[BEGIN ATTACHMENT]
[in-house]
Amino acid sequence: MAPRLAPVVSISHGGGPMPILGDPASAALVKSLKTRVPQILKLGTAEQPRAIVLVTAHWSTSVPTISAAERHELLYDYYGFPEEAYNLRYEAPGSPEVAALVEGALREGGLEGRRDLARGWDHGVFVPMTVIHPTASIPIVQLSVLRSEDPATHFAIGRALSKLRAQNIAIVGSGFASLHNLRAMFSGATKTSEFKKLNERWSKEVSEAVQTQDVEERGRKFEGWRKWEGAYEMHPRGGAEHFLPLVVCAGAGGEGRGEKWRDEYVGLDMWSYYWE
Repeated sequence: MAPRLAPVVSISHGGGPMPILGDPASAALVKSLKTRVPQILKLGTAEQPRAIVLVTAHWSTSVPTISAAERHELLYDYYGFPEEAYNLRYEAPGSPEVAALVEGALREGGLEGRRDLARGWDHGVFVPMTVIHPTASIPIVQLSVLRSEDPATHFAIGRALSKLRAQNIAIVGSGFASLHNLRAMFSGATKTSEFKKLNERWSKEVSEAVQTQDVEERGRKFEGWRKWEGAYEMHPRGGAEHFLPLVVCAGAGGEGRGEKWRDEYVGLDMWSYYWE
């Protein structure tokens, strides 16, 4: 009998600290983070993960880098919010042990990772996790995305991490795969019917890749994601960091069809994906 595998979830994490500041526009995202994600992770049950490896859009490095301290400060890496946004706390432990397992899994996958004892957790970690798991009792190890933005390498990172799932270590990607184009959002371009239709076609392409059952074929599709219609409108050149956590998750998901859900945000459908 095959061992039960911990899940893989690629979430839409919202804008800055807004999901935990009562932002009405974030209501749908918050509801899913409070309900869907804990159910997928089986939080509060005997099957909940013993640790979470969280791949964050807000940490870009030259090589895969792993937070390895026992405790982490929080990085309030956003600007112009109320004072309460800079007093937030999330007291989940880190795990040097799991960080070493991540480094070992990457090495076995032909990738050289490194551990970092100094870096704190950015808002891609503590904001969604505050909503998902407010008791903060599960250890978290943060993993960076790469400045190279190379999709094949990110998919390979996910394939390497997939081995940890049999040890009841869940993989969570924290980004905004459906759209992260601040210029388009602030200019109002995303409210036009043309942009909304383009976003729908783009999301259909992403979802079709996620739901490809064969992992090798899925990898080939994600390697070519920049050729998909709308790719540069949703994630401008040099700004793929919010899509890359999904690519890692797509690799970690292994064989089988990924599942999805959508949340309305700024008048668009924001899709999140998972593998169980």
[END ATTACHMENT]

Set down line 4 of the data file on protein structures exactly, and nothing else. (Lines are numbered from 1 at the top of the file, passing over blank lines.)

């Protein structure tokens, strides 16, 4: 009998600290983070993960880098919010042990990772996790995305991490795969019917890749994601960091069809994906 595998979830994490500041526009995202994600992770049950490896859009490095301290400060890496946004706390432990397992899994996958004892957790970690798991009792190890933005390498990172799932270590990607184009959002371009239709076609392409059952074929599709219609409108050149956590998750998901859900945000459908 095959061992039960911990899940893989690629979430839409919202804008800055807004999901935990009562932002009405974030209501749908918050509801899913409070309900869907804990159910997928089986939080509060005997099957909940013993640790979470969280791949964050807000940490870009030259090589895969792993937070390895026992405790982490929080990085309030956003600007112009109320004072309460800079007093937030999330007291989940880190795990040097799991960080070493991540480094070992990457090495076995032909990738050289490194551990970092100094870096704190950015808002891609503590904001969604505050909503998902407010008791903060599960250890978290943060993993960076790469400045190279190379999709094949990110998919390979996910394939390497997939081995940890049999040890009841869940993989969570924290980004905004459906759209992260601040210029388009602030200019109002995303409210036009043309942009909304383009976003729908783009999301259909992403979802079709996620739901490809064969992992090798899925990898080939994600390697070519920049050729998909709308790719540069949703994630401008040099700004793929919010899509890359999904690519890692797509690799970690292994064989089988990924599942999805959508949340309305700024008048668009924001899709999140998972593998169980």